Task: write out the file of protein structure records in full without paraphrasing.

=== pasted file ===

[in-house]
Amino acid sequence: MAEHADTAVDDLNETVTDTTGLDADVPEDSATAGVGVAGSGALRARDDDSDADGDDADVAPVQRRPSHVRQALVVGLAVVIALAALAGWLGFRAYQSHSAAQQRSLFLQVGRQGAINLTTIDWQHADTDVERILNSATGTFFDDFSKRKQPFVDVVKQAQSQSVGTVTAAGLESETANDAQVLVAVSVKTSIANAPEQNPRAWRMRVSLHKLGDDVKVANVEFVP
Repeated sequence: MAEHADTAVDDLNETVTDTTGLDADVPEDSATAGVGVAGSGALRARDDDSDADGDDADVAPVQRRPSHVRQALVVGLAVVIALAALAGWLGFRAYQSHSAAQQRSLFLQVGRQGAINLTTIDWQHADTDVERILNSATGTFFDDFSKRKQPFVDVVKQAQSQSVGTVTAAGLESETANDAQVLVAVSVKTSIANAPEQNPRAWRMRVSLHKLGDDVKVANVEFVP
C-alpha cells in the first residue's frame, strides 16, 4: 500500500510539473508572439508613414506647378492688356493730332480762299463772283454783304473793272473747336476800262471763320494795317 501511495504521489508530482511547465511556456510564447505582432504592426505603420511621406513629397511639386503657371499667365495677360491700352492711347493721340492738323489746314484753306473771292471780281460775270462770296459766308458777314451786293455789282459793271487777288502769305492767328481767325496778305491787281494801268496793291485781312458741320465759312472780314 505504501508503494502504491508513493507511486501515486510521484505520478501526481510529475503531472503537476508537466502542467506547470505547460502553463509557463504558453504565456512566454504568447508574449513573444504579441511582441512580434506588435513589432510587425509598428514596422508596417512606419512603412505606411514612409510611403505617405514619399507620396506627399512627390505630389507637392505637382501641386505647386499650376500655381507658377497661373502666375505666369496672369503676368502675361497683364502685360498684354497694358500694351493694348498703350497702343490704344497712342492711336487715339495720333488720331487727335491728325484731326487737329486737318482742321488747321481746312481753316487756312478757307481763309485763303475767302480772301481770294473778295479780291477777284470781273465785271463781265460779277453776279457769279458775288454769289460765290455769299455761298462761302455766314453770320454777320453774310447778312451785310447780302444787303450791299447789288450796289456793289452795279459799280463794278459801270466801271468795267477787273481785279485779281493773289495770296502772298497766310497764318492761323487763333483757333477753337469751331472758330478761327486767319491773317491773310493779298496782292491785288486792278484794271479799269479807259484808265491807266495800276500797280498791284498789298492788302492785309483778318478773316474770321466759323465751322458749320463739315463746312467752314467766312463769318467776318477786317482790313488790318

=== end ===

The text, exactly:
[in-house]
Amino acid sequence: MAEHADTAVDDLNETVTDTTGLDADVPEDSATAGVGVAGSGALRARDDDSDADGDDADVAPVQRRPSHVRQALVVGLAVVIALAALAGWLGFRAYQSHSAAQQRSLFLQVGRQGAINLTTIDWQHADTDVERILNSATGTFFDDFSKRKQPFVDVVKQAQSQSVGTVTAAGLESETANDAQVLVAVSVKTSIANAPEQNPRAWRMRVSLHKLGDDVKVANVEFVP
Repeated sequence: MAEHADTAVDDLNETVTDTTGLDADVPEDSATAGVGVAGSGALRARDDDSDADGDDADVAPVQRRPSHVRQALVVGLAVVIALAALAGWLGFRAYQSHSAAQQRSLFLQVGRQGAINLTTIDWQHADTDVERILNSATGTFFDDFSKRKQPFVDVVKQAQSQSVGTVTAAGLESETANDAQVLVAVSVKTSIANAPEQNPRAWRMRVSLHKLGDDVKVANVEFVP
C-alpha cells in the first residue's frame, strides 16, 4: 500500500510539473508572439508613414506647378492688356493730332480762299463772283454783304473793272473747336476800262471763320494795317 501511495504521489508530482511547465511556456510564447505582432504592426505603420511621406513629397511639386503657371499667365495677360491700352492711347493721340492738323489746314484753306473771292471780281460775270462770296459766308458777314451786293455789282459793271487777288502769305492767328481767325496778305491787281494801268496793291485781312458741320465759312472780314 505504501508503494502504491508513493507511486501515486510521484505520478501526481510529475503531472503537476508537466502542467506547470505547460502553463509557463504558453504565456512566454504568447508574449513573444504579441511582441512580434506588435513589432510587425509598428514596422508596417512606419512603412505606411514612409510611403505617405514619399507620396506627399512627390505630389507637392505637382501641386505647386499650376500655381507658377497661373502666375505666369496672369503676368502675361497683364502685360498684354497694358500694351493694348498703350497702343490704344497712342492711336487715339495720333488720331487727335491728325484731326487737329486737318482742321488747321481746312481753316487756312478757307481763309485763303475767302480772301481770294473778295479780291477777284470781273465785271463781265460779277453776279457769279458775288454769289460765290455769299455761298462761302455766314453770320454777320453774310447778312451785310447780302444787303450791299447789288450796289456793289452795279459799280463794278459801270466801271468795267477787273481785279485779281493773289495770296502772298497766310497764318492761323487763333483757333477753337469751331472758330478761327486767319491773317491773310493779298496782292491785288486792278484794271479799269479807259484808265491807266495800276500797280498791284498789298492788302492785309483778318478773316474770321466759323465751322458749320463739315463746312467752314467766312463769318467776318477786317482790313488790318